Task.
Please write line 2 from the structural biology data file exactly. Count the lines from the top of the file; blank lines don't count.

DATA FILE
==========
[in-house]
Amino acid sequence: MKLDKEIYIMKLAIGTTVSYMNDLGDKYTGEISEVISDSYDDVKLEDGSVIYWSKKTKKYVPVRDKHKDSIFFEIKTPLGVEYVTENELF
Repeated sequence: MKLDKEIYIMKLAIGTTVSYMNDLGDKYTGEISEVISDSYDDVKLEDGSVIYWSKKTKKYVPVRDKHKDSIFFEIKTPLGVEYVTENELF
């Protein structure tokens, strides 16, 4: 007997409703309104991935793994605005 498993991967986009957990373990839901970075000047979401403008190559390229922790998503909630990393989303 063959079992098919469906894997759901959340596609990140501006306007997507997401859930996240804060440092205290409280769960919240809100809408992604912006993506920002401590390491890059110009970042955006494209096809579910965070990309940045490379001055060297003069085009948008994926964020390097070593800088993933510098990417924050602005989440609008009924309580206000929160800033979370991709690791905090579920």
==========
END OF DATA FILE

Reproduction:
Amino acid sequence: MKLDKEIYIMKLAIGTTVSYMNDLGDKYTGEISEVISDSYDDVKLEDGSVIYWSKKTKKYVPVRDKHKDSIFFEIKTPLGVEYVTENELF